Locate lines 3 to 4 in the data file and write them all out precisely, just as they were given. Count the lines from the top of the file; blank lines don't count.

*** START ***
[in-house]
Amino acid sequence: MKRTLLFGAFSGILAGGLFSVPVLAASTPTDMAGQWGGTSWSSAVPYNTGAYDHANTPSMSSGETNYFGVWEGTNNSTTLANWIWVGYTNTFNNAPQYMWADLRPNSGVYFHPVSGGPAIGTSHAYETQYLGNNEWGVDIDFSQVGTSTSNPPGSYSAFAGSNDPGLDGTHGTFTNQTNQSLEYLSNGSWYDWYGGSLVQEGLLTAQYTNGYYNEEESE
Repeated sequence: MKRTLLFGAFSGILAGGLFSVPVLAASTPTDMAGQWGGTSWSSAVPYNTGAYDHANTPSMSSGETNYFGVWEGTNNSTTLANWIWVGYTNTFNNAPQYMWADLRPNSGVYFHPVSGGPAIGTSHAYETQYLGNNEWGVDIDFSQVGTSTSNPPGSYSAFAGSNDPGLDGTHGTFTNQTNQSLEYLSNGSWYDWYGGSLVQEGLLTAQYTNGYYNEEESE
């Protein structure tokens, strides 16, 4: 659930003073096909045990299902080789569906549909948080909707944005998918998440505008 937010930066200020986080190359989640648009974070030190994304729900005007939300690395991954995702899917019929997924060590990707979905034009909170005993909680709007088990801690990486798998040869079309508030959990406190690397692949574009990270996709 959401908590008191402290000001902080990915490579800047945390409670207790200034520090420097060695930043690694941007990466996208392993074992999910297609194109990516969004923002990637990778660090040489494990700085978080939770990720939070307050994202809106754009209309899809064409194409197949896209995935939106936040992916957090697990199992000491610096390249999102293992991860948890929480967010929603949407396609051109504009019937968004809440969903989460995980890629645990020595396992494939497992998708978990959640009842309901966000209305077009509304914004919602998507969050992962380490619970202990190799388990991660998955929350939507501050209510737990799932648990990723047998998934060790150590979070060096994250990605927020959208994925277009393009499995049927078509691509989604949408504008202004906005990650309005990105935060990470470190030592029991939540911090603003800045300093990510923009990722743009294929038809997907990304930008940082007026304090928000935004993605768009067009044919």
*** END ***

Repeated sequence: MKRTLLFGAFSGILAGGLFSVPVLAASTPTDMAGQWGGTSWSSAVPYNTGAYDHANTPSMSSGETNYFGVWEGTNNSTTLANWIWVGYTNTFNNAPQYMWADLRPNSGVYFHPVSGGPAIGTSHAYETQYLGNNEWGVDIDFSQVGTSTSNPPGSYSAFAGSNDPGLDGTHGTFTNQTNQSLEYLSNGSWYDWYGGSLVQEGLLTAQYTNGYYNEEESE
């Protein structure tokens, strides 16, 4: 659930003073096909045990299902080789569906549909948080909707944005998918998440505008 937010930066200020986080190359989640648009974070030190994304729900005007939300690395991954995702899917019929997924060590990707979905034009909170005993909680709007088990801690990486798998040869079309508030959990406190690397692949574009990270996709 959401908590008191402290000001902080990915490579800047945390409670207790200034520090420097060695930043690694941007990466996208392993074992999910297609194109990516969004923002990637990778660090040489494990700085978080939770990720939070307050994202809106754009209309899809064409194409197949896209995935939106936040992916957090697990199992000491610096390249999102293992991860948890929480967010929603949407396609051109504009019937968004809440969903989460995980890629645990020595396992494939497992998708978990959640009842309901966000209305077009509304914004919602998507969050992962380490619970202990190799388990991660998955929350939507501050209510737990799932648990990723047998998934060790150590979070060096994250990605927020959208994925277009393009499995049927078509691509989604949408504008202004906005990650309005990105935060990470470190030592029991939540911090603003800045300093990510923009990722743009294929038809997907990304930008940082007026304090928000935004993605768009067009044919």